JavaScript Unit Test Best Practices — Organization

John Au-Yeung
Aug 26 · 3 min read
Image for post
Image for post
Photo by JESHOOTS.COM on Unsplash

Unit tests are very useful for checking how our app is working.

Otherwise, we run into all kinds of issues later on.

In this article, we’ll look at some best practices we should follow when writing JavaScript unit tests.

Design for Lean Testing

Test code should be simple, short, and abstraction free.

They should also be lean.

The less complexity our test code has, the better it is.

We just do something and check the results in our tests.

Include 3 Parts in Each Test Name

We should have 3 parts in each test name.

The first part is the module being tested.

The 2nd is the circumstance that we’re testing the code in.

The expected result is what we’re checking for in our test.

This way, we can tell what’s being tested and find out what to fix if it fails.

For example, we write:

Structure Tests by the AAA pattern

We should structure our tests with the AAA pattern.

The 3 A’s stands for Arrange, Act, and Assert.

Arrange means the setup code is added to let us do the test.

Act is doing the test.

Assert is checking the result after doing what we have.

So if we have:

We arrange with the first line of the test.

Act is the call for the login function.

Assert is the expect call.

Describe Expectations in a Product Language

We should describe tests in human-like language.

The behavior should be described so that we can understand what the test is doing.

The expect or should should be readable by humans.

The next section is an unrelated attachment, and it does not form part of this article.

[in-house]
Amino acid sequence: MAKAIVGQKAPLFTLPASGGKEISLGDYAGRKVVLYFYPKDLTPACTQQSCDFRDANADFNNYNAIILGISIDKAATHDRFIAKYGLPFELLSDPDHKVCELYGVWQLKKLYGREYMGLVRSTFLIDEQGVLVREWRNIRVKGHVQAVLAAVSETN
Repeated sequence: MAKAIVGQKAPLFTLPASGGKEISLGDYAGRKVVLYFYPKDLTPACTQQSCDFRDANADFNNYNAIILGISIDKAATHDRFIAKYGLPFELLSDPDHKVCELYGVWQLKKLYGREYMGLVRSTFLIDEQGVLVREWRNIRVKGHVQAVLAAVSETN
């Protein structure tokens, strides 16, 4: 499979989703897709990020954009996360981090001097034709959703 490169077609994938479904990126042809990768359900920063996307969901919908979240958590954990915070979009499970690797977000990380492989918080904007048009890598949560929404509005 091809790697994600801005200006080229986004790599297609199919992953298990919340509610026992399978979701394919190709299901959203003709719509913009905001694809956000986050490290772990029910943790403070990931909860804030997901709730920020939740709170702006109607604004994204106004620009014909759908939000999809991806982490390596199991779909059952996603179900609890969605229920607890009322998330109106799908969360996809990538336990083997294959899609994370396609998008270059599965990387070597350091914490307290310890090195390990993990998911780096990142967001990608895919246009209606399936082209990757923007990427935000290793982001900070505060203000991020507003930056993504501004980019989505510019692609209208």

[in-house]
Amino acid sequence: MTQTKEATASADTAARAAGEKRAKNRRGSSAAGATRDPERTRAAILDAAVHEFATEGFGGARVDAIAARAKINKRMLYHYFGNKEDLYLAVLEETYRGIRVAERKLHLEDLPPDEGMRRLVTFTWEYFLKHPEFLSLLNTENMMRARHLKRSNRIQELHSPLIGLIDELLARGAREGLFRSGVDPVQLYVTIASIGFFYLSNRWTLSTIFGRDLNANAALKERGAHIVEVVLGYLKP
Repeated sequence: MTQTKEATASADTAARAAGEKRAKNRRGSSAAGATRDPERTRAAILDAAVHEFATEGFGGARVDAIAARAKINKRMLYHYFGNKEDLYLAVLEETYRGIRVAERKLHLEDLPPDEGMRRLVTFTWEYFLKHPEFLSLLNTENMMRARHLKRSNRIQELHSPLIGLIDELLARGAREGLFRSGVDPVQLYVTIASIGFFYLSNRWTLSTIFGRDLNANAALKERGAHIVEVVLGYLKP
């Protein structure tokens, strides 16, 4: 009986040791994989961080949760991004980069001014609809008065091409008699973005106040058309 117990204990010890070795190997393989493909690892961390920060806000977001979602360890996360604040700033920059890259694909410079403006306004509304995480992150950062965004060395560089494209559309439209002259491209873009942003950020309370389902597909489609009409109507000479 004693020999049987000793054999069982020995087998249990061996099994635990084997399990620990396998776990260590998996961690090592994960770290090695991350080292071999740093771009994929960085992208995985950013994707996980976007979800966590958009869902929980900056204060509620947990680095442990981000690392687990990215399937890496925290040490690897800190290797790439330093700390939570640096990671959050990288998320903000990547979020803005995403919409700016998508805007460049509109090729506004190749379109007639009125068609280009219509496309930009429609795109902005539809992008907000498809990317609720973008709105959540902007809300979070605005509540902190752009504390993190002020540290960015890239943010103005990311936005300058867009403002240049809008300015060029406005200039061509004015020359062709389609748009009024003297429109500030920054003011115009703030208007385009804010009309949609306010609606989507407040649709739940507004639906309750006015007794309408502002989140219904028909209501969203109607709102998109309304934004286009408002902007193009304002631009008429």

For instance, we write:

The strings we pass into describe and it explains the scenarios and tests clearly.

Test Only Public Methods

We should only test public methods so that we aren’t testing implementation.

We don’t care about the implementation of our tests.

All we care about is the results.

We should look at them when we don’t get the expected results from the tests.

This is known as behavioral testing.

We’re testing behavior and nothing else.

For example, we shouldn’t write code like:

We shouldn’t test private variables which can change any time.

Avoid Mocks in Favor of Stubs and Spies

We got to stub some dependencies since we can’t do everything in our tests as we do in a real environment.

Our tests shouldn’t depend on anything outside and they should be isolated.

Therefore, we stub all the dependencies that commit side effects so that we can just test what we want to test in isolation.

We just stub any network request code.

And we watch what we want to check is called with spies.

For instance, instead of mocking a database like:

We spy on the function we check it’s called by writing:

We spied on the Emailer constructor’s sendEmail method to check if it’s called after we called UserService instance’s delete method.

We avoid mock any server-side interactions with the spies approach.

Image for post
Image for post
Photo by Scott Graham on Unsplash

Conclusion

We should test with stubs and spies.

The tests should be lean and divide our tests into 3 parts.

JavaScript In Plain English

Did you know that we have three publications and a YouTube channel? Find links to everything at plainenglish.io!

JavaScript In Plain English

New JavaScript + Web Development articles every day.

Medium is an open platform where 170 million readers come to find insightful and dynamic thinking. Here, expert and undiscovered voices alike dive into the heart of any topic and bring new ideas to the surface. Learn more

Follow the writers, publications, and topics that matter to you, and you’ll see them on your homepage and in your inbox. Explore

If you have a story to tell, knowledge to share, or a perspective to offer — welcome home. It’s easy and free to post your thinking on any topic. Write on Medium

Get the Medium app

A button that says 'Download on the App Store', and if clicked it will lead you to the iOS App store
A button that says 'Get it on, Google Play', and if clicked it will lead you to the Google Play store